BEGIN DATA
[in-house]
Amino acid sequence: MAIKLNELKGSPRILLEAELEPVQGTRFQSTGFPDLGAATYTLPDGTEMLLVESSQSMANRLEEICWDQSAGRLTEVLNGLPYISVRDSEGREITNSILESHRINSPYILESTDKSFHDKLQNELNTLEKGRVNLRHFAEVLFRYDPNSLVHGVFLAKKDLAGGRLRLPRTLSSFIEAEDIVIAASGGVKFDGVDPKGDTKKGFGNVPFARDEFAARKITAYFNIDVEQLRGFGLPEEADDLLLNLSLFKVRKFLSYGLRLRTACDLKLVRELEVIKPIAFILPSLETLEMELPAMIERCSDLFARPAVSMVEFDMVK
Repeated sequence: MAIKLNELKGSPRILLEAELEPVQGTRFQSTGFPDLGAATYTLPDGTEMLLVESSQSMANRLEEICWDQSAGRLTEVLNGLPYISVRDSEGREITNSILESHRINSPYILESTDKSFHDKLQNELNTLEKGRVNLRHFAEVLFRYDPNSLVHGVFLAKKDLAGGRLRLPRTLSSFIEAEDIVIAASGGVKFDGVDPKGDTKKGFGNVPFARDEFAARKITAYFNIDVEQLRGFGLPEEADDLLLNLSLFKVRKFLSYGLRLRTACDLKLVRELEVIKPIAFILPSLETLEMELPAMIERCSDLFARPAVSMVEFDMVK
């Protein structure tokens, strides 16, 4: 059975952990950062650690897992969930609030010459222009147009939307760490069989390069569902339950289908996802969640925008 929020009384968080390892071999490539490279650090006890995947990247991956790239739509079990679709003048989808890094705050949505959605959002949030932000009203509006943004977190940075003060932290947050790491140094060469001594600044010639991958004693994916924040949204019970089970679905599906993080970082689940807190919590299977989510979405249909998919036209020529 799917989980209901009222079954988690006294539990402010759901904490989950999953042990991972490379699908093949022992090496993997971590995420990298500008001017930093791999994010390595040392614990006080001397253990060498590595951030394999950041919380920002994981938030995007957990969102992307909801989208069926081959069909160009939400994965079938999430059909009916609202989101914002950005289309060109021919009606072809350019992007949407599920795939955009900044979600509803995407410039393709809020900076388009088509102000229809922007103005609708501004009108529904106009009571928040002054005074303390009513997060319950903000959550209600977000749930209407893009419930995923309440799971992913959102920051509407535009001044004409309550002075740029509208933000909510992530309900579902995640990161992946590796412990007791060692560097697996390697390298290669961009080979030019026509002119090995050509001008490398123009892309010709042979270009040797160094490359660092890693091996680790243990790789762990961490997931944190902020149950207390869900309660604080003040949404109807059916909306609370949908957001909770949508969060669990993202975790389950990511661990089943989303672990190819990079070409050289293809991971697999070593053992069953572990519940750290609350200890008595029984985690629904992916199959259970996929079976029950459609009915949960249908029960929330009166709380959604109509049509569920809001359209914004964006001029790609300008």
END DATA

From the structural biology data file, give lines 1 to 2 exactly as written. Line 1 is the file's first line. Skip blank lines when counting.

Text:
[in-house]
Amino acid sequence: MAIKLNELKGSPRILLEAELEPVQGTRFQSTGFPDLGAATYTLPDGTEMLLVESSQSMANRLEEICWDQSAGRLTEVLNGLPYISVRDSEGREITNSILESHRINSPYILESTDKSFHDKLQNELNTLEKGRVNLRHFAEVLFRYDPNSLVHGVFLAKKDLAGGRLRLPRTLSSFIEAEDIVIAASGGVKFDGVDPKGDTKKGFGNVPFARDEFAARKITAYFNIDVEQLRGFGLPEEADDLLLNLSLFKVRKFLSYGLRLRTACDLKLVRELEVIKPIAFILPSLETLEMELPAMIERCSDLFARPAVSMVEFDMVK